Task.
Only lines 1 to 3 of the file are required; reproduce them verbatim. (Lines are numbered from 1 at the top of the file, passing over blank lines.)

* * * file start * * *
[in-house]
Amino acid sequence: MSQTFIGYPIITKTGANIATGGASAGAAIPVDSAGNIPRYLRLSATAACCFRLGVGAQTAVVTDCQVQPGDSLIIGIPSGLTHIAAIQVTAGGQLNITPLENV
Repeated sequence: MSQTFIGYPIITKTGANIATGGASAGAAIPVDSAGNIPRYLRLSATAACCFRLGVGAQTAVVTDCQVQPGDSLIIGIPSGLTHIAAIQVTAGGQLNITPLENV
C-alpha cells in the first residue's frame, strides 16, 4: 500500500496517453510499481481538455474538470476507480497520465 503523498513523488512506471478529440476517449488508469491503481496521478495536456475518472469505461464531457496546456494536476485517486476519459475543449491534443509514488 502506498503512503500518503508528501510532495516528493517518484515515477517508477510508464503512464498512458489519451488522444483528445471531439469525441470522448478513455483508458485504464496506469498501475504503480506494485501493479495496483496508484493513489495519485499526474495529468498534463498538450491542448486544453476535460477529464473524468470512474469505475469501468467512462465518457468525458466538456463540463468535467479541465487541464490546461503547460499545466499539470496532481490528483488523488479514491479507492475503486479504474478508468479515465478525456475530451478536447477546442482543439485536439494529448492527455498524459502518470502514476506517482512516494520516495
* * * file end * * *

[in-house]
Amino acid sequence: MSQTFIGYPIITKTGANIATGGASAGAAIPVDSAGNIPRYLRLSATAACCFRLGVGAQTAVVTDCQVQPGDSLIIGIPSGLTHIAAIQVTAGGQLNITPLENV
Repeated sequence: MSQTFIGYPIITKTGANIATGGASAGAAIPVDSAGNIPRYLRLSATAACCFRLGVGAQTAVVTDCQVQPGDSLIIGIPSGLTHIAAIQVTAGGQLNITPLENV